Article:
If you are offering different services to different types of user, you will need to “segment” your message: this means delivering different messages to different audiences. So if your website provides house swaps, enabling people's homes to be looked after while they are away by house-sitters who want a place to stay for a holiday, you are serving two distinct groups of customers. You must talk differently to each, and lead them to different areas of the site.
There is more information on website content on our Content Tips page.
The best way to test a scheme is to ask a few friends and relations road-test the website when it is nearly done and see if they can complete tasks or locate information easily. Think about all the things that frustrate you when using a website, and make sure you avoid them in yours.
Navigation and in-page links
Navigation is the system of linking website pages so that every one can be accessed from every other. Navigation is integral to website design and is usually enlivened with coloured bars, buttons and hover features.
In-page links are the places in the text (often underlined) that refer the reader to other pages within the site. They guide your visitors to other parts of your website and they help search engines link together related sections. They must not be overused but should occur naturally in the text. Like navigation, they are an essential component of the web that sets it apart from printed material.
Remember that visitors may land on any page of your website. They don't start at the beginning and read everything in the order that you expect. Accept this, and use the internal links to direct them where you want them to go.
Colours for your design — the sky's the limit
There is plenty of advice around on the meaning of colours in website design. Some recommend blue for a clean, professional look, orange for warmth and energy, yellow for intelligence and logic, red for passion etc. There are cultural differences too. I have read that blue is the colour of mourning in Iran while brown discourages sales in Columbia. Perhaps you're not aiming at these countries, but in the end, colour is down to personal taste.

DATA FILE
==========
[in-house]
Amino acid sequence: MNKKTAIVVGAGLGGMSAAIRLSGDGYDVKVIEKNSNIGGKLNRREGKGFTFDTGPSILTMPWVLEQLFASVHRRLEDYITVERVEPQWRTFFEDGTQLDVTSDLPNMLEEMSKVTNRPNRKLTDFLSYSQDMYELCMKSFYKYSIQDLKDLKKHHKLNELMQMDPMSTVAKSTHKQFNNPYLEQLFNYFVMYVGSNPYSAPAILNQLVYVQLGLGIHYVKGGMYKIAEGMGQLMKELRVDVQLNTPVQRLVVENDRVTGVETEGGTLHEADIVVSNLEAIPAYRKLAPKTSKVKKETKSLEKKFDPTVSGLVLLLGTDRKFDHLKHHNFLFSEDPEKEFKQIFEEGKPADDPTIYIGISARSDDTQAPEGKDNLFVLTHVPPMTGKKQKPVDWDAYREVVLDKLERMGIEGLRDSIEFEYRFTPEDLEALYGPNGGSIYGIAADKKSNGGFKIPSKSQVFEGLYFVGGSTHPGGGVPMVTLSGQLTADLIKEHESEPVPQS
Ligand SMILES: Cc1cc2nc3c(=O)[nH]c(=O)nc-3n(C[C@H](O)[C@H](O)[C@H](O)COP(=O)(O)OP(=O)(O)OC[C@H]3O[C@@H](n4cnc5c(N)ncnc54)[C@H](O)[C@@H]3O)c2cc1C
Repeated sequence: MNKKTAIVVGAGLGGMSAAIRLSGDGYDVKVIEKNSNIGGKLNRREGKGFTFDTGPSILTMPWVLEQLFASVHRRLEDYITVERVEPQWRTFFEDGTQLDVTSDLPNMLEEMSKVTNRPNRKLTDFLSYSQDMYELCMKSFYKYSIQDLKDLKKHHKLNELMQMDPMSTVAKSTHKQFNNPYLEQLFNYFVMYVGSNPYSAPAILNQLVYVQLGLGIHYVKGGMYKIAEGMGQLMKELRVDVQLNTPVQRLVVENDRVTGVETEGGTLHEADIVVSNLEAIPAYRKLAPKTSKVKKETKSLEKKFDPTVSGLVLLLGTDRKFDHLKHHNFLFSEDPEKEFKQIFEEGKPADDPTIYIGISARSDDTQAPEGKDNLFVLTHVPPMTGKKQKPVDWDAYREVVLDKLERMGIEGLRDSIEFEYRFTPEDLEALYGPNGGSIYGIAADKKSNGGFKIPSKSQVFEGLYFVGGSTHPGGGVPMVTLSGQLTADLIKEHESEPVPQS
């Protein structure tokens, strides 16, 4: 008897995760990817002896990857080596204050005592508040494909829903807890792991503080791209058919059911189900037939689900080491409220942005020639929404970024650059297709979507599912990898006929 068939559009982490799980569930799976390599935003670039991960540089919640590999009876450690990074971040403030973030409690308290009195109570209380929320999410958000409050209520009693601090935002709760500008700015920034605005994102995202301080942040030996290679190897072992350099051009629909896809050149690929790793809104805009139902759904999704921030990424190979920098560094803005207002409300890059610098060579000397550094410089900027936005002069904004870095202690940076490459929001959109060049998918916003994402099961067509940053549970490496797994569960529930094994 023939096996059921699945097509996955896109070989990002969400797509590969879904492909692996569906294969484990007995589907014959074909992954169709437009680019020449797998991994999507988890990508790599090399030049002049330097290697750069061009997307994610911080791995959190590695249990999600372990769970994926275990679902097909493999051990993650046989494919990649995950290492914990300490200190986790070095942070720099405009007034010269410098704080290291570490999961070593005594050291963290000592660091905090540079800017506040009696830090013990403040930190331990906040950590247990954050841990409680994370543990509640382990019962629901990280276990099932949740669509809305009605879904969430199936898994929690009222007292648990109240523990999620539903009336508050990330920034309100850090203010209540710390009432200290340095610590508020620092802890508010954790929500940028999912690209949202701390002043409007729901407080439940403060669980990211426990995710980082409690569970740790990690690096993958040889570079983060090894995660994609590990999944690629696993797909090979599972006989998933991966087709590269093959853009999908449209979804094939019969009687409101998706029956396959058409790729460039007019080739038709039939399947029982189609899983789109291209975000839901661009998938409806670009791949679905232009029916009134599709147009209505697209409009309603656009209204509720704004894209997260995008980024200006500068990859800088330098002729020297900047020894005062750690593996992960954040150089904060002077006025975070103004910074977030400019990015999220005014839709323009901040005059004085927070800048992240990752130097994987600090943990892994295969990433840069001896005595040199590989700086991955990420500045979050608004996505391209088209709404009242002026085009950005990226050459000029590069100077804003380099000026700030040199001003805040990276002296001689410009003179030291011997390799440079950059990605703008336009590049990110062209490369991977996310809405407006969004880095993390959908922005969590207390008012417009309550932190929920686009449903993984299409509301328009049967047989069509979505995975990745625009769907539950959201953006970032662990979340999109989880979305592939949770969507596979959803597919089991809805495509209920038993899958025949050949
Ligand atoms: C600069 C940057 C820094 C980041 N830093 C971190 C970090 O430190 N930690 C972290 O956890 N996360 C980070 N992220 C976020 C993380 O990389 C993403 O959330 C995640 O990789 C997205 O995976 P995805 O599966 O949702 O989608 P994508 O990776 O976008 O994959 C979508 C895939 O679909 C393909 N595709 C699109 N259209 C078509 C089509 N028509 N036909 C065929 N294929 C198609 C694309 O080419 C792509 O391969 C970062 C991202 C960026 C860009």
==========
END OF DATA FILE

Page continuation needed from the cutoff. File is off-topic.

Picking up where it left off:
So get choosing. Find colours you like and narrow down to one or two. Use any object to inspire you: a book cover, some towels, a favourite bag — there is no reason why their colours can't be reproduced for a website.
For a stylish result, however, there are a few rules. The mains ones are obvious: avoid too many clashing colours in one website, and make sure your text stands out well against the colour you have chosen as background. Less obvious is the need to cater for the various forms of colour-blindness.
Some colour schemes use different shades of a single colour, or complementary colours found on opposite sides of the spectrum. Avoid using the same intensity if choosing contrasting colours, or you will dilute the focus. Colours either side of the main colour on the spectrum, known as adjacent, can also work together.
Many of Applegreen's website designs feature a white ‘page’ on a tinted background, with strong colours used sparingly for emphasis and attractiveness. But a tinted ‘page’ can work well too (see Kate Chitham Fine Art). In the right circumstances, a black background can look stunning, see Animal Actors. Whites, greys and creams can be used together to great effect, as with Keyhaven Holiday Home.
We love colour at Applegreen and we lookforward to working with your choices.
Fonts — how text looks